Windfall for tourists as Carney trails interest rate rise

The Grauniad tells us it’s a good time to be a British tourist, all thanks to that Carney chap trailing an interest rate rise. I can’t help feeling that empty promises of  rising interest rates are just like a lasting solution to the Greek predicament, this is a movie that we’ve seen before and will see again – announcement of interest rate rise only to welch on the deal when push comes to shove. But a lot of people seem to buy it. Or perhaps they’re pissed off with the Grexit shenaigans. Either way, we’re back in 2007 again in relative terms to the Euro, though we are all still flat on our financial backs with stars going round in front of our eyes. And that’s before you even think of Greece.

1507_eurogbpNow an Ermine could take the opportunity to hit Eurotunnel, duel with the myriad desperados and striking Frenchmen, and join the massed ranks of British wage slaves on their annual family two weeks in the sun, or I could think to myself maybe I’ll pass on that. I’ve always avoided school holidays for travelling anywhere because it’s damned hot and the price goes up and, well l’enfer c’est les autres avec leur fractious rugrats on public transport in the heat of summer. After 30 years of avoiding this sort of fun I’m not about to start now.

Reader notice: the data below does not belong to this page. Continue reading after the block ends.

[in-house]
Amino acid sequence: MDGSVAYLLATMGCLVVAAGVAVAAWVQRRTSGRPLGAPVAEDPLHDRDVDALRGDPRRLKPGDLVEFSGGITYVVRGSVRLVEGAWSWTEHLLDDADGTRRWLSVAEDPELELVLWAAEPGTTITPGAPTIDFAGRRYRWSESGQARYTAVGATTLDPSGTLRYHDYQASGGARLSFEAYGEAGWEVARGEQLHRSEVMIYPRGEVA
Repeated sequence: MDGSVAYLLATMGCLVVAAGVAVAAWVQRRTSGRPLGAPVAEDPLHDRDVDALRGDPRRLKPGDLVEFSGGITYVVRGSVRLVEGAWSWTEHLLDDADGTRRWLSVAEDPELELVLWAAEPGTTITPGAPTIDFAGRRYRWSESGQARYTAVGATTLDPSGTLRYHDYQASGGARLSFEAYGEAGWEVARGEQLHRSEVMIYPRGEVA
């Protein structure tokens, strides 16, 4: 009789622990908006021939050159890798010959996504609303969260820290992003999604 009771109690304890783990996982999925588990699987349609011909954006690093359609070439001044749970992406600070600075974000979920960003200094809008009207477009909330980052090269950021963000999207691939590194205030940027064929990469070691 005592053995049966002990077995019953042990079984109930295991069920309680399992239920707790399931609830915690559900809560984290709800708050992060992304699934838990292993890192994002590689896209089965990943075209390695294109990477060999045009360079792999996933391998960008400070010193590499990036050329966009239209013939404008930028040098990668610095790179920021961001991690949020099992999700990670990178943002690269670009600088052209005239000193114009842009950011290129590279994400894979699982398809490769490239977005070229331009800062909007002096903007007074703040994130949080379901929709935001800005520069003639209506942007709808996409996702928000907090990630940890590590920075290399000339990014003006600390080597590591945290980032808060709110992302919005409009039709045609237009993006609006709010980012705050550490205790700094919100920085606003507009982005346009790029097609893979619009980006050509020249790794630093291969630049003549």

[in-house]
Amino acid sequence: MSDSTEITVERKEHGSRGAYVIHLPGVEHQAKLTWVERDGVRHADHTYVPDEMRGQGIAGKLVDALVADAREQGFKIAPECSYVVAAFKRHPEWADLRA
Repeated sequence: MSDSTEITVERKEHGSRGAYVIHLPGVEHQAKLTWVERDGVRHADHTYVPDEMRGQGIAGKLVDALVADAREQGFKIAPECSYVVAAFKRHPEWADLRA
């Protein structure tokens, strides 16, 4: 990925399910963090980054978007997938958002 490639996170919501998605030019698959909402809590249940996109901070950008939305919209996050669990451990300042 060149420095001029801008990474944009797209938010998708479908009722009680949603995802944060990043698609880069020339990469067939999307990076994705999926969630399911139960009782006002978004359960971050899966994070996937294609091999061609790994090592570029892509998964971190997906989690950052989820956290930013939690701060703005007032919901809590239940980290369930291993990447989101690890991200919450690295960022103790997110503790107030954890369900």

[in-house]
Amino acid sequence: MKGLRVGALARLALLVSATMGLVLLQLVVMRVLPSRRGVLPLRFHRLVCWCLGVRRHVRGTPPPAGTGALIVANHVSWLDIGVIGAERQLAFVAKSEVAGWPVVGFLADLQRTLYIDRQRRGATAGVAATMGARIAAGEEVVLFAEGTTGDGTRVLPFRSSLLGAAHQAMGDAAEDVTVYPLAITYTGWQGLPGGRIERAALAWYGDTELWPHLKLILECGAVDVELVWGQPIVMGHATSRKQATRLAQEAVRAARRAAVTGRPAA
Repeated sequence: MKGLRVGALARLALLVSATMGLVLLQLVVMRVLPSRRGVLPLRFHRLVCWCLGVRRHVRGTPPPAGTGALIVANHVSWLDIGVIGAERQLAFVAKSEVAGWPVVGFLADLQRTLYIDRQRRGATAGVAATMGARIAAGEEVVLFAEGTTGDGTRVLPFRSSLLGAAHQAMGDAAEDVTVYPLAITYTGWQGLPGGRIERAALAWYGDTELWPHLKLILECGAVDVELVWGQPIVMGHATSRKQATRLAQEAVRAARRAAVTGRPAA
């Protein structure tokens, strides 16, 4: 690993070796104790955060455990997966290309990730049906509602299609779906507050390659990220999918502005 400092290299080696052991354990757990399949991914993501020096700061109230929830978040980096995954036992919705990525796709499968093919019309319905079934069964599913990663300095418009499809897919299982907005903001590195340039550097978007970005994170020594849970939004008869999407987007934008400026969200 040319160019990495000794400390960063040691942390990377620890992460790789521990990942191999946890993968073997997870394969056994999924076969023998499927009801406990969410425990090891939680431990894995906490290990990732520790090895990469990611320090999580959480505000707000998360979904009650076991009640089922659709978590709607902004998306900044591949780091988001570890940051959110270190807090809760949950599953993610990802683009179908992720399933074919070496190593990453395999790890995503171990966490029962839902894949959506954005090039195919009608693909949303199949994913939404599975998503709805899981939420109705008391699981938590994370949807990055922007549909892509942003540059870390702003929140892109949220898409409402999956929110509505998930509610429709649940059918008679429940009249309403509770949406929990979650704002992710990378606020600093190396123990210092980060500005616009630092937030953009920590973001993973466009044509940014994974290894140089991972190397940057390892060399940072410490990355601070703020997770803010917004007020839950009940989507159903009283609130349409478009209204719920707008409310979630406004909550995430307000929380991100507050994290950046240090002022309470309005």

Nevertheless, perhaps I could take some of my ISA for a summer holiday. Last year I was a forced seller and sold IDJV[ref]IDJV is basically Eurozone big fish.[/ref] for about £16 because it had fallen to what I had paid for it. It was unwrapped, I’d already maxed my CGT allowance so I couldn’t sell any of the rest of my holdings at a profit even though I needed the cash, hence I had to borrow some. Now it’s still a bit higher than that at £16.91, so I’ve told TD to let me know if it falls to a bit below what I sold at, because then I can effectively bed and ISA this over six months.

All sorts of other foreign stuff will get cheaper. Now the other side of the coin is that all the foreign stuff that I already own will go down the toilet a bit. As it is this isn’t a hugge issue for me as I am hopelessly unbalanced worldwide

Ermine total equity distribution
Ermine total equity distribution